Less than 48 hours after Mirkarimi got his job back come rumors of recall. "This is just another challenge we'll have to deal with and I hope that I just continue to demonstrate why the people elected me to be sheriff," Mirkarimi said.
On Tuesday, four of 11 supervisors voted to reinstate him after he was suspended last March following a New Year's Eve fight with his wife. The sheriff would plead guilty to misdemeanor domestic violence charges. Supervisor Jane Kim voted to keep Mirkarimi, but now supports a recall. "It's certainly in the right of the voters to support a recall and you know Ross has certainly lost my vote in the future," she said.
Recall buzz started months ago when a Facebook page went up but as of Thursday, only 405 people like it. The unidentified person behind it promised to visit to the election department Thursday but officials say so far, there have been no recall inquiries.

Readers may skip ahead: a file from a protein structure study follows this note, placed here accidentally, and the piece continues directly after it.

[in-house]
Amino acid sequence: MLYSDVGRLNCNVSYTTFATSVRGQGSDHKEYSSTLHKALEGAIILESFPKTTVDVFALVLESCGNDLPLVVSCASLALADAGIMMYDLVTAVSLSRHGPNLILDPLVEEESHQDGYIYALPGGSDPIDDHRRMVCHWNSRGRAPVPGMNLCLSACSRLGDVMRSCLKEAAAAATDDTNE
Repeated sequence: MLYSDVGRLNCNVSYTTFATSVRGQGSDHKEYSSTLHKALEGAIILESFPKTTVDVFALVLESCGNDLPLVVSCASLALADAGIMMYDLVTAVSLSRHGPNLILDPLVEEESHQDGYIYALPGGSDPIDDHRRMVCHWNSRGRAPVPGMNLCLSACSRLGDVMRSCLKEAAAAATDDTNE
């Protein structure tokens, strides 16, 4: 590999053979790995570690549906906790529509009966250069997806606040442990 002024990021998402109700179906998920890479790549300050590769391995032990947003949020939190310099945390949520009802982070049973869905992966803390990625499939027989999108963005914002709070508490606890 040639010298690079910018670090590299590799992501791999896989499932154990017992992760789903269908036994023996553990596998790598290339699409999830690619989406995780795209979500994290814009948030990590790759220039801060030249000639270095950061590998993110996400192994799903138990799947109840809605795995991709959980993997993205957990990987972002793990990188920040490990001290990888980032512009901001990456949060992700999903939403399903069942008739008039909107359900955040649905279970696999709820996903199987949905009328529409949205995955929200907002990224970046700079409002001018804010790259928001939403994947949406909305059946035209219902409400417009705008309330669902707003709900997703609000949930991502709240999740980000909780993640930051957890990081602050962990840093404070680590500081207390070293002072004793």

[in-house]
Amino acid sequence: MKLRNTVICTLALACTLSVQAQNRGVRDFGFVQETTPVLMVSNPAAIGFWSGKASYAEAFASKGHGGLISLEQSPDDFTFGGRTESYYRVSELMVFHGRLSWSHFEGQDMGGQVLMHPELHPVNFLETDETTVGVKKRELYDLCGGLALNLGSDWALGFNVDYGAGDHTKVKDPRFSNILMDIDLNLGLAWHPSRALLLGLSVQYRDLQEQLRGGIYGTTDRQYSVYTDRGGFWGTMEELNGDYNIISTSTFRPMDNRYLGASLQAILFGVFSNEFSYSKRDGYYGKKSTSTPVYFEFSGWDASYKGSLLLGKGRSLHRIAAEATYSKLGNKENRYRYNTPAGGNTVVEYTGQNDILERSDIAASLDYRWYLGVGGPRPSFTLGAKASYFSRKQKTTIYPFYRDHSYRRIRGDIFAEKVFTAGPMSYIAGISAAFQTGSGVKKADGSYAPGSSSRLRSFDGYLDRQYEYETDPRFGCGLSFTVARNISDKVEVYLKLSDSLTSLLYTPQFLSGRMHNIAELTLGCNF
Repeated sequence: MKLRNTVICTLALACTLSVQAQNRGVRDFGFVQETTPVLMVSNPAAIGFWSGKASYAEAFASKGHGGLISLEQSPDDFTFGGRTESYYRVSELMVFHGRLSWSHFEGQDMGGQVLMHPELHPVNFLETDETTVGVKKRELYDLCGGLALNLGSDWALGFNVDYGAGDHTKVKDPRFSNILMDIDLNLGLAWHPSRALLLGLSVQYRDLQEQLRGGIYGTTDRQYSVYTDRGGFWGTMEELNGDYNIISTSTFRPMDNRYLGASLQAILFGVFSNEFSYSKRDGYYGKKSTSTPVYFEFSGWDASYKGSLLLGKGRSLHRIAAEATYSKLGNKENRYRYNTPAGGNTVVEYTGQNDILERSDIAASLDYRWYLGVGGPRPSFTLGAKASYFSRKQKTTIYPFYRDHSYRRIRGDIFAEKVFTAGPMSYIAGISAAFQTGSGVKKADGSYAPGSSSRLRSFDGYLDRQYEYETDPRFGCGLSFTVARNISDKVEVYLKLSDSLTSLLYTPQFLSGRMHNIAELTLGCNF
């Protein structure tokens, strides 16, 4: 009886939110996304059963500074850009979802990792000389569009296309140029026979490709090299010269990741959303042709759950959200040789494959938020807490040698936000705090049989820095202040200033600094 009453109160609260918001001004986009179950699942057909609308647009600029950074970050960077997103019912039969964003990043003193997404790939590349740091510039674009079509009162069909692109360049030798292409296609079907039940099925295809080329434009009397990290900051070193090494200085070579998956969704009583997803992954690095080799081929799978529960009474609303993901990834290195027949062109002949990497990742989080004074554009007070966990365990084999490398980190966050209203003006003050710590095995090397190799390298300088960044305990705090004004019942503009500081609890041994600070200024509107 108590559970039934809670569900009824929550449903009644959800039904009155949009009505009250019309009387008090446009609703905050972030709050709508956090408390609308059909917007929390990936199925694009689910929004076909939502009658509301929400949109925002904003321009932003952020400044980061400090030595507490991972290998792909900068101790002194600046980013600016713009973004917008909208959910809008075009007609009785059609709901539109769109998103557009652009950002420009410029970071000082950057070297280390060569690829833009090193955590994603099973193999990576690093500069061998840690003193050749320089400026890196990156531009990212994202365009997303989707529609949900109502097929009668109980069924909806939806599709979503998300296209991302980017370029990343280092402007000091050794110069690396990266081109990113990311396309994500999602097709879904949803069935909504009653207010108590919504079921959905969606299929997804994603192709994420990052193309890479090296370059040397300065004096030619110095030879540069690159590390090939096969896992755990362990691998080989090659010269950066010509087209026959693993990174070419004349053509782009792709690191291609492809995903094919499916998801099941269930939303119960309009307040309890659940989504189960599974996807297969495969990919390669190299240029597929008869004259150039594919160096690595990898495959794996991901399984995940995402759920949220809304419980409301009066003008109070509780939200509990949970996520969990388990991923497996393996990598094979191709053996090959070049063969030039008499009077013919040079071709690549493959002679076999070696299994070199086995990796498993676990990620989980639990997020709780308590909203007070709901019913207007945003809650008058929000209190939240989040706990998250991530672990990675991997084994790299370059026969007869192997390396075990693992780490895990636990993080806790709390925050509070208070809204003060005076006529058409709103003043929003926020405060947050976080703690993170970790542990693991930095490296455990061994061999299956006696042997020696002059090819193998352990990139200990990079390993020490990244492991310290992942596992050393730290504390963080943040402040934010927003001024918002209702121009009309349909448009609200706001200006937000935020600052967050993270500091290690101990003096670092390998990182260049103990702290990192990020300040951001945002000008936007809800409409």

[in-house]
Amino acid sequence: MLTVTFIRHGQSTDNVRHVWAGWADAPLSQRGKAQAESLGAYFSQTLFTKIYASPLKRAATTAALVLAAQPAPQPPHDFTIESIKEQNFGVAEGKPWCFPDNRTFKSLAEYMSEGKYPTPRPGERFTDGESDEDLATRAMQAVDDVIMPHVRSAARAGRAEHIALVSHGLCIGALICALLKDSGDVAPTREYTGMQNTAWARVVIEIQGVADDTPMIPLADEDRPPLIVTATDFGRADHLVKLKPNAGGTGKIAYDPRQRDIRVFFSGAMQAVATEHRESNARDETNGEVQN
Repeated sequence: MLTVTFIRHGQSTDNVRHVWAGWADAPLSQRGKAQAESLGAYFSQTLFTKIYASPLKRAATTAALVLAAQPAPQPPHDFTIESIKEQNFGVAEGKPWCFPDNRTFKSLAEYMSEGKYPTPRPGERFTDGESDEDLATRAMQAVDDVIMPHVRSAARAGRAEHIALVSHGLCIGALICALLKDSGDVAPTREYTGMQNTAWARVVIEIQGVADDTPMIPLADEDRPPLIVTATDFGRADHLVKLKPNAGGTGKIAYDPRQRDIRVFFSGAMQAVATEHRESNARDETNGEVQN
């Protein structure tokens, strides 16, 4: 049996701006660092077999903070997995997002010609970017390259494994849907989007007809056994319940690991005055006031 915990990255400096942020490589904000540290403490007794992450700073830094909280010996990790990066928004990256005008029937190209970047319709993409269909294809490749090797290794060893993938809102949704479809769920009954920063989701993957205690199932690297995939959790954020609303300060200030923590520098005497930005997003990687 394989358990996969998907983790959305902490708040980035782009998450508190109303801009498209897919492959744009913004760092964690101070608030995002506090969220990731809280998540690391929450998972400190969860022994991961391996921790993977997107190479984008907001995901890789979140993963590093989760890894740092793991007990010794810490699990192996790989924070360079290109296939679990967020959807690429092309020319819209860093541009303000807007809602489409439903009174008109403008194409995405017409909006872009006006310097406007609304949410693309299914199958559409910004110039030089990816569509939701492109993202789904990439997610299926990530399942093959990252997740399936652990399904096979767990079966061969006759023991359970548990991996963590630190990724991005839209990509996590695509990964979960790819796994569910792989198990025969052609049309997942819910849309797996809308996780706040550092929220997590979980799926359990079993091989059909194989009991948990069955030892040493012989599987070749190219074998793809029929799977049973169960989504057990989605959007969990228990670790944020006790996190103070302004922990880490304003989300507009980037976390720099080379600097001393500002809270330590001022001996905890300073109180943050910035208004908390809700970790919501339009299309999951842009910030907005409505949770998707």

A recall effort would need 10 percent valid signatures of all the registered voters in San Francisco. That's about 48,000. "There's a lot of steps involved in any recall process," says San Francisco Elections Chief John Arntz, In the last six years, there have been failed attempts to recall supervisors Jake McGoldrick, Aaron Peskin, and Sophie Maxwell. Not enough valid signatures could be gathered.
Domestic violence victims' advocates are reluctant to support a recall yet but believe something needs to change. "It just doesn't make sense that you would have a convicted domestic violence abuser leading the sheriff's department," said domestic violence activist Kathy Black with La Casa de Las Madres.